Quentin Blake: interview

Quentin Blake's drawings for Roald Dahl have captivated and inspired generations of children (and grown-ups). As a stage version of Dahl's 'The Twits' arrives in London this Christmas, we asked Blake to create and exclusive festive cover for Time Out London magazine. He also agreed to a rare interview talking about his relationship with Dahl, illustration in the digital age and why his craft 'isn't just a watered-down version of painting.'

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    The Twits light up Christmas. Illustrated by Quentin Blake

    Do you feel that illustration is in danger of being neglected as an art form?

    Well, it isn’t neglected, in the sense that everybody looks at it, but it’s true that nobody says very much about it. Most people who write about art don’t really write about it – I think they’re a bit embarrassed. There’s a kind of snobbery involved. I don’t think there’s an illustrator who’s as good as a Titian or a Rembrandt… but then, Rembrandt was a bit of an illustrator on the quiet, you know? There is that sort of graphic narrative in his work, his drawings are wonderful, and I think they have a bearing on illustration. But illustration is not a watered-down version of painting. There is an instinct within us to tell stories with pictures, and illustration is the vernacular expression of that.

    You’ve been trying to found a Museum of Illustration in London for a few years now; how’s that going?

    Everyone we speak to about it is enthusiastic, but the problem is to find a suitable home. At the moment, our plan A is a building in the King’s Cross redevelopment, which is exciting. There are young people who do illustration in art school because they’re interested in that sort of narrative figurative work, but a lot of them don’t know their own history. There’s a great tradition of English illustration, and we want to celebrate that and let people know about it.

    Would your own art have gone in a different direction if you hadn’t been lured into the commercial world?

    Well, one always has an instinct to be a painter, and I’ve done quite a lot of painting at one time or another, though not with any public success. I’ve spent quite a lot of time doing oil paintings and they’re not at all like the illustrations. I suppose I could imagine at a different time a version of myself which brought more of those things together… But the thing is, sometimes people imagine that there is what I do that gets printed, and that is, as it were, my ‘commercial’ work, and then there’s something called my ‘own’ work. Well, what is printed is my own work too, and it’s as deeply my own work as anything I do, really – I mean the best bits of it are.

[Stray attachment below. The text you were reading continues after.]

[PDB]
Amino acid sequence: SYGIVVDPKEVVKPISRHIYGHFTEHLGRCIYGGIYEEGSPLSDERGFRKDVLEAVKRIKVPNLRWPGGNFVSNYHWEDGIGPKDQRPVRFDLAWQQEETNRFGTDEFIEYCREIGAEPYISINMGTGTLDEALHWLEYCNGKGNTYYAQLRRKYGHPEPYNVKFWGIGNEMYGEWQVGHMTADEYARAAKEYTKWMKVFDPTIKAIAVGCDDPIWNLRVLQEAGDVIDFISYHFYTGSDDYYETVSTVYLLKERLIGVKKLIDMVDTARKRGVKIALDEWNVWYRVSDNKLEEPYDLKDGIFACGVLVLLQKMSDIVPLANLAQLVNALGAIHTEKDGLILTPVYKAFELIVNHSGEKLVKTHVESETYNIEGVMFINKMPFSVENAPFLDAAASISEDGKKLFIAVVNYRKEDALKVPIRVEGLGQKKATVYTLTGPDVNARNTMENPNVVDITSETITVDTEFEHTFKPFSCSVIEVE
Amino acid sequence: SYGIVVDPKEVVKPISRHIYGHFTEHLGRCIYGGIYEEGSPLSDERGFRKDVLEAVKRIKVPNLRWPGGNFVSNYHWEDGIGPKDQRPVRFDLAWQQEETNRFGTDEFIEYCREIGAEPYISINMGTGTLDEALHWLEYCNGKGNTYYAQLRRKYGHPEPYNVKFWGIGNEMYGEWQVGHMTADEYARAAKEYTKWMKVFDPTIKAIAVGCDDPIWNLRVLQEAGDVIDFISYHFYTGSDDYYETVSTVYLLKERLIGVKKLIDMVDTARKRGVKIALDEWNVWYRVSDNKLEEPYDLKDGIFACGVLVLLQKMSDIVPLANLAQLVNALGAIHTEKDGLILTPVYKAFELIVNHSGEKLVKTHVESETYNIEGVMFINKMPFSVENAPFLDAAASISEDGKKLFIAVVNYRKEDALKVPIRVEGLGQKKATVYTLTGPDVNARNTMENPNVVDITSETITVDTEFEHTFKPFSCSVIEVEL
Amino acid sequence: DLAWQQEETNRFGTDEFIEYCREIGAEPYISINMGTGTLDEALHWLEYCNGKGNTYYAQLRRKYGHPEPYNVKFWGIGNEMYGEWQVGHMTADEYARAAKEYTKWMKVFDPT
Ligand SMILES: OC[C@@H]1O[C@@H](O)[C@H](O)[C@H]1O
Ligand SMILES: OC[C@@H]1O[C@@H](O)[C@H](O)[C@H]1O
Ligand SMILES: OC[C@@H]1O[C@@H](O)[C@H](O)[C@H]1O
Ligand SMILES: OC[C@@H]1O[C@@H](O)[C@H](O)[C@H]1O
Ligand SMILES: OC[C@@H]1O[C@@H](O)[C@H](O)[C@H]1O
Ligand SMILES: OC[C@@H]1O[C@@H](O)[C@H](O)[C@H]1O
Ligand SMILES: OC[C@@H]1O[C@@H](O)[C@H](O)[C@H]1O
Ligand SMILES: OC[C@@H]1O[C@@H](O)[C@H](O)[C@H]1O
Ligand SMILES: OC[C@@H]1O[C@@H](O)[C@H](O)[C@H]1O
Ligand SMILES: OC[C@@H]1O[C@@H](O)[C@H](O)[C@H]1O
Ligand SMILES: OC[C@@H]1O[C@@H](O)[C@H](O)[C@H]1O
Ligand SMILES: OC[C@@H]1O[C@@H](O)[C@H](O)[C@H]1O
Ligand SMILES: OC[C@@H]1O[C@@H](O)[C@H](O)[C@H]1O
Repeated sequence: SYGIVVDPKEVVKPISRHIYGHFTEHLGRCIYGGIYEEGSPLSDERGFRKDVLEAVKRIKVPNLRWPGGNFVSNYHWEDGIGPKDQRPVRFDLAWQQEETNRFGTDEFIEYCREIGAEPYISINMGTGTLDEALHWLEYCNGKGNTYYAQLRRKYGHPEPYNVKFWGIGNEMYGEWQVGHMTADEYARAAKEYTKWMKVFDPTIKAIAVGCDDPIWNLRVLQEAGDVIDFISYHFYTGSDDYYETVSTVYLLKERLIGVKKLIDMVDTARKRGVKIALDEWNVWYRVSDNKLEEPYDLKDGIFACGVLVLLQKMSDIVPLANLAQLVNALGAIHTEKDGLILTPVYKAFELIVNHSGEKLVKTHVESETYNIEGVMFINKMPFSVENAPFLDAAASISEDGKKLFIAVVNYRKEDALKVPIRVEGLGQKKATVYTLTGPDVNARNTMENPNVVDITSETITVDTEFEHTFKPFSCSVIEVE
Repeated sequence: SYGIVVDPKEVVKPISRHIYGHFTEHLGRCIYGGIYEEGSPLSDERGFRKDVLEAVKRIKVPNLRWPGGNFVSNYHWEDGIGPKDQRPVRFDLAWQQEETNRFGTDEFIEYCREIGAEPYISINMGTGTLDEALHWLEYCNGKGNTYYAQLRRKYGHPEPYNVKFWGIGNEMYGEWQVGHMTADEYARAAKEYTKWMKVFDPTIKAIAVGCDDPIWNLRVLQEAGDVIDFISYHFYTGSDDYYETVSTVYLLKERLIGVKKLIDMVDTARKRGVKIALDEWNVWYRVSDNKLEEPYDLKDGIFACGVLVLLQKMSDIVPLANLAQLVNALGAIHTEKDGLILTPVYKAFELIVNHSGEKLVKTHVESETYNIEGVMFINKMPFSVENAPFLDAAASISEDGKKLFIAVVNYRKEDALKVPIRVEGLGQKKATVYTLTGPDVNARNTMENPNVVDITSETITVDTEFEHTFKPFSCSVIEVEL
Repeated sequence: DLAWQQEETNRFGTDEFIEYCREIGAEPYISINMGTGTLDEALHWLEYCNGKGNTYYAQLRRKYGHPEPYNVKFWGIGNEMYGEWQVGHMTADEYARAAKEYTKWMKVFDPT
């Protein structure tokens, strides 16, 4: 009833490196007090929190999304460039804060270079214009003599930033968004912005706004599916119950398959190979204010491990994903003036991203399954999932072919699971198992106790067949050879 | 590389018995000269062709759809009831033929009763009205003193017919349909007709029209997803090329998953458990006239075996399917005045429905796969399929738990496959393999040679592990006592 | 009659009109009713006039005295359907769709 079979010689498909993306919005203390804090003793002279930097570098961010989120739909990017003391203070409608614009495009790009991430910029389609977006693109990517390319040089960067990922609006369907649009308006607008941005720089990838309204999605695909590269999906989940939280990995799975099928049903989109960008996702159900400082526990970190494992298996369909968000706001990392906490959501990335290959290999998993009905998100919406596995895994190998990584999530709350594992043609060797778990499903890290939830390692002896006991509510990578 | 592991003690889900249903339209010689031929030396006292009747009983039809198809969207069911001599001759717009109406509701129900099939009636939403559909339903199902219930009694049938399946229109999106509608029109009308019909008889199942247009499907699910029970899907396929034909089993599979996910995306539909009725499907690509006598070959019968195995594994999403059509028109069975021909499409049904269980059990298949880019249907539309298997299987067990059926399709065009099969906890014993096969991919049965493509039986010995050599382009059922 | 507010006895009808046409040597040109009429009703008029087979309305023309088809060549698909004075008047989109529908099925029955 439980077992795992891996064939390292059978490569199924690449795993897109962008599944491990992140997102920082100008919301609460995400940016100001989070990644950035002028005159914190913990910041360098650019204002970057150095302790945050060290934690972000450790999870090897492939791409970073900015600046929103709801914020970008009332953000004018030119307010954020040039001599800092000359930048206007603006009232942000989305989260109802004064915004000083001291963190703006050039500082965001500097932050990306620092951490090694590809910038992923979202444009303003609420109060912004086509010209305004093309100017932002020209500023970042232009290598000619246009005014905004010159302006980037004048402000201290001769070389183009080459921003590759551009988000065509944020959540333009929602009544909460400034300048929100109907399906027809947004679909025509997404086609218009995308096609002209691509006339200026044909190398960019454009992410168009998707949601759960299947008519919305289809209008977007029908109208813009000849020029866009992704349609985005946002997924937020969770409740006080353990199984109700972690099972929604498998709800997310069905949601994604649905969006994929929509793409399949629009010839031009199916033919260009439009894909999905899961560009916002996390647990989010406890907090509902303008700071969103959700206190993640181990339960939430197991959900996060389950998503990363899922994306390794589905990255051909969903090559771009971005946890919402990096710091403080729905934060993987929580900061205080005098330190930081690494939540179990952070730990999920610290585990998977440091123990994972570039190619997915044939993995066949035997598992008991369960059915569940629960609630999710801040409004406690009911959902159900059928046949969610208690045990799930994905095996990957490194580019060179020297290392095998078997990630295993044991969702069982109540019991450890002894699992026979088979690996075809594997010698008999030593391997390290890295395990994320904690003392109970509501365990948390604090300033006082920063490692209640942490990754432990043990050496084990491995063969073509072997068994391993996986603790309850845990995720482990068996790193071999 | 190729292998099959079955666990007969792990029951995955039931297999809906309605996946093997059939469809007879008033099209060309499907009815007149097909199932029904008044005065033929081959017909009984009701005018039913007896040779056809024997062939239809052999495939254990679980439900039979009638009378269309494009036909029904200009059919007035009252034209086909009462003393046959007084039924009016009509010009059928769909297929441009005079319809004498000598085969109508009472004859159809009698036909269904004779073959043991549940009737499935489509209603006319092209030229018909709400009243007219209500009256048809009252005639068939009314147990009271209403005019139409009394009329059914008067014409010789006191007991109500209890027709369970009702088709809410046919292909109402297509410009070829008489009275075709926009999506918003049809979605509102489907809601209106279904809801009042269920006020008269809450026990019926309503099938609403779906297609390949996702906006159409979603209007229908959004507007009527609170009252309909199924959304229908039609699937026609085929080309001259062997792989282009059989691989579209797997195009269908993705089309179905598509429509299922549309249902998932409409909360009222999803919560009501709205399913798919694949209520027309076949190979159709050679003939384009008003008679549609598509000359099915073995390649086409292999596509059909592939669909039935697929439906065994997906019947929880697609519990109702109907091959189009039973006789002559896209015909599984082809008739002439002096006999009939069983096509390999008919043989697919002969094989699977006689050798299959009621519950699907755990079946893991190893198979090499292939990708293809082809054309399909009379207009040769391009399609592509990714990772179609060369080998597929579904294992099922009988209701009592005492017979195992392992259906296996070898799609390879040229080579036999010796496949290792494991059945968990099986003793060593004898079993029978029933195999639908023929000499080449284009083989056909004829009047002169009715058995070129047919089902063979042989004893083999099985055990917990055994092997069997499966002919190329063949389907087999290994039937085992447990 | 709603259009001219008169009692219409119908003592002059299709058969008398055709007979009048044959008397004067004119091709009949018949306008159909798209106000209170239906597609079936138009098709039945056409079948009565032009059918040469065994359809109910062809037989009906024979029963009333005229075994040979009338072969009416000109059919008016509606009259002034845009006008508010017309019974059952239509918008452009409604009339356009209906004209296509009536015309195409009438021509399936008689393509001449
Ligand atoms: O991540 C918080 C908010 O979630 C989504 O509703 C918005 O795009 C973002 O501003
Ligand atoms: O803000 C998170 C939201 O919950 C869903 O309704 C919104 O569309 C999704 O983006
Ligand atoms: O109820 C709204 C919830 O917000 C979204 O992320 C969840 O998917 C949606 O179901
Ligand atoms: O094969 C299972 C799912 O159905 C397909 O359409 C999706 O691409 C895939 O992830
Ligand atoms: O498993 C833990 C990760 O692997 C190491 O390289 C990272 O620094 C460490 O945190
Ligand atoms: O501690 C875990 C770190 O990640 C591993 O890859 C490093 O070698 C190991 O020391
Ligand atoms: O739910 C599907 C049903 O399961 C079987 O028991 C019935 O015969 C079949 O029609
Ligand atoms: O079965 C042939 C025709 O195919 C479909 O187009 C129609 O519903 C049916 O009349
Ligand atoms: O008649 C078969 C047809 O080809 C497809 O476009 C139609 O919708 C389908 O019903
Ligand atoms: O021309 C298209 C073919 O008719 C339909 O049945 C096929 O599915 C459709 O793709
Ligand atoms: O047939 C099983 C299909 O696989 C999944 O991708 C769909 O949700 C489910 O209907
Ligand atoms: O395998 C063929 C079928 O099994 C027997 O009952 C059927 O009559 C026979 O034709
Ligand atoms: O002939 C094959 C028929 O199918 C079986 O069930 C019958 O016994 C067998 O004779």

Do you work on computers these days or do you stick to traditional methods?

    I’ve only used a computer about once. In many ways, I’ve gone back, if you like – I use more old-fashioned implements now than I did. I use a nineteenth-century pen nib all the time, but I also use reed pens, which are very good to draw with – it’s a tough sort of mark – and I’ve used quills as well sometimes. But then you know it’s going to be printed using the most up-to-date technology, which I rather enjoy. I’ve done a couple of things recently that I couldn’t have done without technology: one was an exhibition in Paris last year, for the reopening of the Petit Palais Museum, where I drew on the wall. Except I didn’t draw on the walls, I drew them in the studio and they were enlarged 20 times and printed on to transparent vinyl and stuck on to the walls. I couldn’t have done that without technology, I would have had to have been up a ladder doing it. And the other similar thing I’ve done recently is a lot of drawings for the walls of the South Kensington and Chelsea Mental Health Unit, which treats elderly patients. They’re in the outpatients bit, so anyone can go and have a look at them.

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